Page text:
Starbuck continues its growth in loyalty and stored value programming, and as Abhinav Paliwal explains in Finextra, the “Starbucks is a bank” vision from Howard Schultz is true, making it a quiet player in the neo-banking industry:
By 2011, 1 in 4 Starbucks transactions (25%) were done via the revamped Starbucks Card program. Starbucks Rewards now has 24m+ members and spending on the Card program has exploded.
In the decade after the gift card launched (2001-2011), customers spent $10B total on it. Today, they load or reload $10B+ per year on the Card program (40-45% of the chain’s entire sales).
The perks and program are habit building. And customers happily keep the Card loaded with money for future consumption.
Most interestingly, Starbucks is essentially operating as a bank without the traditional regulations and its deposit volume would rank it in the upper echelon of U.S. banks:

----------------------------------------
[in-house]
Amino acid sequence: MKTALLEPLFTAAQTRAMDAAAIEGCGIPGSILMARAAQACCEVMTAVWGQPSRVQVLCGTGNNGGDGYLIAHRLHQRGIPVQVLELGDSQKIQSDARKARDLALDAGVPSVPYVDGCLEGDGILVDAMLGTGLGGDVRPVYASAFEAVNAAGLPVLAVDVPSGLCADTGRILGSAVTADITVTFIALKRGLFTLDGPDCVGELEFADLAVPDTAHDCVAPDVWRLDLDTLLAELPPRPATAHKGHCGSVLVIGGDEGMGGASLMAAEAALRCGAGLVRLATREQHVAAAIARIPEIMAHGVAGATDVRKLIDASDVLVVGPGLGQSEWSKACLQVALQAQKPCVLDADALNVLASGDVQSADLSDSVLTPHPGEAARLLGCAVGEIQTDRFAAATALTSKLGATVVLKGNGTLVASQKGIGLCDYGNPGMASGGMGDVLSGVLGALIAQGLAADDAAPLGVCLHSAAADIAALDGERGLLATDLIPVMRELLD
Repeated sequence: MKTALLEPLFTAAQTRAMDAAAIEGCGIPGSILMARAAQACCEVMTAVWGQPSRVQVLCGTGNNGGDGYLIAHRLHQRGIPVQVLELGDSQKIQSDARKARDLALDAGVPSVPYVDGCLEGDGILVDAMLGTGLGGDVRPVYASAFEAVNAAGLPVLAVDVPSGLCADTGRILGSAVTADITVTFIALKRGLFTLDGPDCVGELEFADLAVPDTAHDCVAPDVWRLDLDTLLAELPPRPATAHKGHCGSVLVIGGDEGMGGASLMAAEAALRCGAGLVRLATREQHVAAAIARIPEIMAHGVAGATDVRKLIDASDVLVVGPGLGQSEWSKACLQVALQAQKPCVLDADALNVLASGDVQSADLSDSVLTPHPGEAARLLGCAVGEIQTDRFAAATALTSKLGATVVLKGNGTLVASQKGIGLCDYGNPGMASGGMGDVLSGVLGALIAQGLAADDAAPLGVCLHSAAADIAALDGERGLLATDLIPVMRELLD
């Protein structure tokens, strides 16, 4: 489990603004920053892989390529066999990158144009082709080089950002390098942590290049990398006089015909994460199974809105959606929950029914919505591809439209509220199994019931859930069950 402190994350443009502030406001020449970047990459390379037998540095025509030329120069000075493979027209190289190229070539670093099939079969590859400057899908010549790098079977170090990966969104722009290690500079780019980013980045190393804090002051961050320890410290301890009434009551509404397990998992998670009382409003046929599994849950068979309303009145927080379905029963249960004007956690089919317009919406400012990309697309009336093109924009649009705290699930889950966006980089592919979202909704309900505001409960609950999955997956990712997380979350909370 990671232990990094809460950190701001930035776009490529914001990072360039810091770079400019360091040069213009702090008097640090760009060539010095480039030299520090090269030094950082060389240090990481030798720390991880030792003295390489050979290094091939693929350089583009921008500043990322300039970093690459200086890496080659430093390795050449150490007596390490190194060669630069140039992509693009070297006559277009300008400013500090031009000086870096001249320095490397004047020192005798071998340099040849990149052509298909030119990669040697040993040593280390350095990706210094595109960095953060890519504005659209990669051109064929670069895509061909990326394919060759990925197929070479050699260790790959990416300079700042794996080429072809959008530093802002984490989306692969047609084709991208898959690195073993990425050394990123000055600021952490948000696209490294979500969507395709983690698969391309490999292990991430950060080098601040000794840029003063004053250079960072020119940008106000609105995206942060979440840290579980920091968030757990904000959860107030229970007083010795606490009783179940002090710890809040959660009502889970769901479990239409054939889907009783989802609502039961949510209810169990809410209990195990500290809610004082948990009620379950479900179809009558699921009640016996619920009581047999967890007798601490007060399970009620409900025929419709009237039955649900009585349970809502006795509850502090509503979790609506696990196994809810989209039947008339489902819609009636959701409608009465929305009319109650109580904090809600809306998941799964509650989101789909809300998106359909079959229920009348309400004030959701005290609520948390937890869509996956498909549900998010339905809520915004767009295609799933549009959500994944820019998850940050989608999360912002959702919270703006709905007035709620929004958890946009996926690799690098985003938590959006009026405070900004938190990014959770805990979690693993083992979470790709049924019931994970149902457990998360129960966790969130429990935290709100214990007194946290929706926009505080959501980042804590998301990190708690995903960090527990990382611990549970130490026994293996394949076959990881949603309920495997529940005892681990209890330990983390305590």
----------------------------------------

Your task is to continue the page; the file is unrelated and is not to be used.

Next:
For Starbucks, stored card value is effectively a “bank deposit”. It is recorded as a liability and Starbucks can use the funds immediately for the business. Stored value has fewer regulatory requirements, though:
• It can’t be redeemed for cash
• It doesn’t offer interest
• It isn’t insured
To put Starbucks ‘ $1B+ in stored value in context, consider that 85% of US banks have less than $1B in assets.
While the scope is clearly limited to Starbucks locations, the opportunity to continue to hold significant consumer share of wallet is a clear differentiator because of the deposited value held along with the volume of locations enabling easy consumer access to spend their stored value credit.
Overview by Jordan Hirschfield, Director of Research at Mercator Advisory Group